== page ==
Working forests are fundamental to reducing overall greenhouse gas (GHG) concentrations in the atmosphere.

  • Trees absorb carbon dioxide from the air through photosynthesis and store it in the roots, stem, limbs and leaves of the tree as part of natural tree growth. This process, called carbon sequestration, occurs most rapidly in growing trees and slows down as trees age. Sequestered carbon is stored in the forest in trees, soil, and the wood debris on the forest floor and in long-lasting products made from harvested wood.
  • Forests in the United States, 56% of which are privately owned,[1] offset 13% of total U.S. CO2 emissions.[2]

Working forests long have been recognized as a source of real and verifiable reductions in greenhouse gases and a cost-effective source of industrial GHG offsets.

  • The United Nations’ 2007 Intergovernmental Panel on Climate Change (“IPCC”) highlights forest management as a primary tool to reduce GHG emissions. The IPCC states that, “In the long term, a sustainable forest management strategy aimed at maintaining or increasing forest stocks, while producing an annual sustained yield of timber, fiber or energy from the forest, will generate the greatest mitigation benefit.”
  • Similarly, the EPA has identified responsibly managed forests as one of five key “groups of strategies that could substantially reduce emissions between now and 2030.”[3]
  • Using the sequestration and storage capabilities of responsibly managed working forests in an industrial emissions offset marketplace can reduce the overall cost of achieving mandatory emissions reduction targets. Thus, most established GHG trading regimes credit forestry activities.

Wood removed from working forests can provide a reliable source of secure, domestic low-carbon energy, including electricity, heat and transportation fuel.

  • The EPA has concluded that there is “‘scientific consensus’… that the carbon dioxide emitted from burning biomass will not increase CO2 in the air if it is done on a sustainable basis.”[4] This position is supported by the IPCC, the Energy Information Administration, the World Resources Institute and other credible scientific bodies.
  • Wood sources of renewable transportation fuels significantly reduce GHGs. According to the U.S Department of Energy, using forest materials to make biofuels that replace gasoline can reduce greenhouse gas emissions by as much as 86% compared to gasoline.[5]

Products like building materials, furniture and other consumer goods made of wood harvested from working forests are an important means of storing carbon over long periods.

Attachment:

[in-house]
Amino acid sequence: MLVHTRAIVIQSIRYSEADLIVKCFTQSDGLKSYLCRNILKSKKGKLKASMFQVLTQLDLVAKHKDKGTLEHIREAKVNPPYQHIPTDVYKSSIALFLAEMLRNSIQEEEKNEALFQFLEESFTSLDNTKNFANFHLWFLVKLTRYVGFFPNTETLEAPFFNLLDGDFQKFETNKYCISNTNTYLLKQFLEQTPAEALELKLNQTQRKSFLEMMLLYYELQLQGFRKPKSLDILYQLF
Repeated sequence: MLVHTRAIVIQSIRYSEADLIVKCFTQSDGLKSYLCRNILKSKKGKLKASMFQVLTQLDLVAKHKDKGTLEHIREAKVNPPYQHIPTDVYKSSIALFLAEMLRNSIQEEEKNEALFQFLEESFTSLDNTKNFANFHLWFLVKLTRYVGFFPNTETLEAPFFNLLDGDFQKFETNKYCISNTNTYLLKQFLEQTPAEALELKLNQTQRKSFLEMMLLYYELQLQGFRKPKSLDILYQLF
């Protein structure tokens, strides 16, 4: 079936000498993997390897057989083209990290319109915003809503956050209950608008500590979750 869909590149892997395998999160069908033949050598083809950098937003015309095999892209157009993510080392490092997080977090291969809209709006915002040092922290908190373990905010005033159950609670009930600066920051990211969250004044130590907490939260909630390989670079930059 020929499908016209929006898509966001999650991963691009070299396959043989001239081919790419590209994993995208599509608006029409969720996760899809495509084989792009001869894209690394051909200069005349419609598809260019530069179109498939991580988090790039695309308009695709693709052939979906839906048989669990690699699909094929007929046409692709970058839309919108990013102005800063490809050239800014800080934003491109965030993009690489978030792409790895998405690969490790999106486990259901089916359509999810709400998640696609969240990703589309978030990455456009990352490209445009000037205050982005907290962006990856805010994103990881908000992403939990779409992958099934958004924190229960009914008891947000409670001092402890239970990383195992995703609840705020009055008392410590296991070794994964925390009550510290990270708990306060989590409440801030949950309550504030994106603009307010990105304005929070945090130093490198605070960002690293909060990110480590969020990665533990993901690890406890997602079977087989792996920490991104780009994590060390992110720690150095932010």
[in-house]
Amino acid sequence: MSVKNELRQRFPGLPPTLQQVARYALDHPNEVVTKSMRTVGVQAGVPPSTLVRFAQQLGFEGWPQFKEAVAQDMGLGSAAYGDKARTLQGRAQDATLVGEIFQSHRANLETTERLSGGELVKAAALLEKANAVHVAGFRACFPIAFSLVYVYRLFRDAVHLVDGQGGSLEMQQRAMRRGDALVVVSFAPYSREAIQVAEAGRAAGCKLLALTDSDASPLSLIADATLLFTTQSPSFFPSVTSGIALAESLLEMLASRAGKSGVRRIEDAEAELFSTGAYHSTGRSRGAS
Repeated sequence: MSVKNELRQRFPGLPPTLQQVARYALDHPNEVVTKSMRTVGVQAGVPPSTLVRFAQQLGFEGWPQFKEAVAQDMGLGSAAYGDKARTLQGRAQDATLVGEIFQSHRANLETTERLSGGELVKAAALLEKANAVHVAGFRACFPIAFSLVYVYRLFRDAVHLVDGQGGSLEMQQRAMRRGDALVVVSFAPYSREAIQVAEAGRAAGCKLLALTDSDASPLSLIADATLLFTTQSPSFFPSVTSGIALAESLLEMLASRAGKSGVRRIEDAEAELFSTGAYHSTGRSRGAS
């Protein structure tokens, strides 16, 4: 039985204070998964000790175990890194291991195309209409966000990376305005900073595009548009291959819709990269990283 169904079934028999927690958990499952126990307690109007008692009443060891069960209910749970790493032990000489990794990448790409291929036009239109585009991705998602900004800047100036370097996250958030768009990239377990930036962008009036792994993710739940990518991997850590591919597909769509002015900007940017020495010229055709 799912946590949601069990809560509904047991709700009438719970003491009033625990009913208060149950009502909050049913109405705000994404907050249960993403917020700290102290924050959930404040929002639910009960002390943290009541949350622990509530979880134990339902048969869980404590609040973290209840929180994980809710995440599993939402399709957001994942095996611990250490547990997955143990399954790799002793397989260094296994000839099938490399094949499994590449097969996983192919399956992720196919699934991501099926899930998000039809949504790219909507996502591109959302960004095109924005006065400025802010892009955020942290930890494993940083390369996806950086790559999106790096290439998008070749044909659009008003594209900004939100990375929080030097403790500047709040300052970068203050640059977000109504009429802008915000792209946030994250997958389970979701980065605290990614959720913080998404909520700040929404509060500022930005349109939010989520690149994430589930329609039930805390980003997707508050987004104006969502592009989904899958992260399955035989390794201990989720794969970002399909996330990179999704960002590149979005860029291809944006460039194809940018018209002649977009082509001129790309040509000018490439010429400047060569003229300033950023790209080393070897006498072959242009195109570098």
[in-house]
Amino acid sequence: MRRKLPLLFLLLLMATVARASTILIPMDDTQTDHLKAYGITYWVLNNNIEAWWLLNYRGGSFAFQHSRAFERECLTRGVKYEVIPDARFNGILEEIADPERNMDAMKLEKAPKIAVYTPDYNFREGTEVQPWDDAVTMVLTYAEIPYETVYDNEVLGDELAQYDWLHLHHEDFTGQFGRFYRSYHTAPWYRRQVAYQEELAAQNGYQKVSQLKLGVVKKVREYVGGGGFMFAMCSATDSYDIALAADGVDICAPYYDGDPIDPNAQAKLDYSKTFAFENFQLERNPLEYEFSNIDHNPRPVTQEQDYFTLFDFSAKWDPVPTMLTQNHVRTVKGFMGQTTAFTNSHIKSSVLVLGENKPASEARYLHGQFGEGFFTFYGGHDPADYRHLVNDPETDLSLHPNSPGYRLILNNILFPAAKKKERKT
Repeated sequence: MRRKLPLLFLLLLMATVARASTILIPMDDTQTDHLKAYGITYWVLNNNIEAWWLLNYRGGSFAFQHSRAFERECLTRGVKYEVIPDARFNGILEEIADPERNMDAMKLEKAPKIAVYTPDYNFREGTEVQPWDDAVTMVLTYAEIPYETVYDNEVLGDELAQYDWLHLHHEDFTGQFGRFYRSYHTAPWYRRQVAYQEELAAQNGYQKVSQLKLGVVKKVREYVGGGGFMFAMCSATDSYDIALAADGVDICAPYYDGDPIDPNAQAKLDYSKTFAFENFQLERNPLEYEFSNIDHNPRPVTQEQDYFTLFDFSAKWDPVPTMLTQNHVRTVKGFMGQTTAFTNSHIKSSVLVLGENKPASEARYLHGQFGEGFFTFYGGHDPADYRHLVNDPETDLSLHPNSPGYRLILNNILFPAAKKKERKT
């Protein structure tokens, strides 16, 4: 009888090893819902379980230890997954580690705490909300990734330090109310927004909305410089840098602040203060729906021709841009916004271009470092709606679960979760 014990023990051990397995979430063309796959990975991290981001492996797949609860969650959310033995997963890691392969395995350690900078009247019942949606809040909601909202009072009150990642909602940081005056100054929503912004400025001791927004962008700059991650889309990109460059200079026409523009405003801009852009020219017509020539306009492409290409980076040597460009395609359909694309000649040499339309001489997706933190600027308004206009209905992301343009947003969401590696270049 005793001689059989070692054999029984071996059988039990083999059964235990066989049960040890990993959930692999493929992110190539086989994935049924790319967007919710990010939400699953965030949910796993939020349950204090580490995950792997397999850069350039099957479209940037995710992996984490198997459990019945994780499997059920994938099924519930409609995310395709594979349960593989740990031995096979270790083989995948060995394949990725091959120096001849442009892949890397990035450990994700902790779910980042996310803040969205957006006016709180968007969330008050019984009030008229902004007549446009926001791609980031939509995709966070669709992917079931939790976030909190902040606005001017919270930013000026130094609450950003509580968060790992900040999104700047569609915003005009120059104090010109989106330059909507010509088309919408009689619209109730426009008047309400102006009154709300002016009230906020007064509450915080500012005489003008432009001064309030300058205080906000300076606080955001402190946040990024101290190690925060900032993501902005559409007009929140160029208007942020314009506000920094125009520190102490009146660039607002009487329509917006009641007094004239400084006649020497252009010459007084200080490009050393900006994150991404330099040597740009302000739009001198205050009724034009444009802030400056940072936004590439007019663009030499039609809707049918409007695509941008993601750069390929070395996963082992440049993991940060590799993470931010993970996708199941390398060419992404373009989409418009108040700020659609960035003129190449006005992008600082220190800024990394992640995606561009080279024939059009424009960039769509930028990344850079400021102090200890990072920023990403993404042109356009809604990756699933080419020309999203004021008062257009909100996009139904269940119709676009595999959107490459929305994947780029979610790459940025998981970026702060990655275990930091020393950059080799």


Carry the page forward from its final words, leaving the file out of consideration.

• The EPA estimates that the amount of carbon stored annually in forest products in the U.S. is equivalent to removing more than 70 million tons of CO2 from the atmosphere every year.[6]
  • An independent study shows that wood products used in construction store more carbon and use less fossil fuels than other materials, like steel and concrete. Wood framing in a home produces 26% less net CO2 emissions than steel and 31% less than concrete.[7]
  • Research on private forestlands has shown that more intensively managed forests and the products they produce can provide as much as 100% more carbon mitigation benefits than less intensively managed forests.[8]

Additional Resources

Carbon 101: Understanding the Carbon Cycle and the Forest Carbon Debate

Managing Forest for Carbon Mitigation

Life Cycle Impacts of Forest Management and Bioenergy Production

  1. USDA Forest Service 2010 Resources Planning Act Assessment (August 2012).
  2. Inventory of U.S. Greenhouse Gas Emissions and Sinks: 1990 – 2013, U.S. Environmental Protection Agency (p. ES-20) (April, 2015).
  3. U.S. Environmental Protection Agency. July 30, 2008. Regulating Greenhouse Gas Emissions Under the CAA. 73 Federal Register. Pages 44354 and 44405.
  4. U. S. Environmental Protection Agency Combined Heat and Power Partnership. Biomass Combined Heat and Power Catalog of Technologies (September 2007).
  5. U.S. Department of Energy, Alternative fuels data Center.
  6. U.S. Environmental Protection Agency, Inventory of U.S. Greenhouse Gas Emissions and Sinks: 1990-2011, table 7.7.
  7. CORRIM: Life-Cycle Environmental Performance of Renewable Building Materials, Forest Products Journal (June 2004).
  8. Life cycle impacts of forest management and wood utilization on carbon mitigation: known and unknowns, 2011.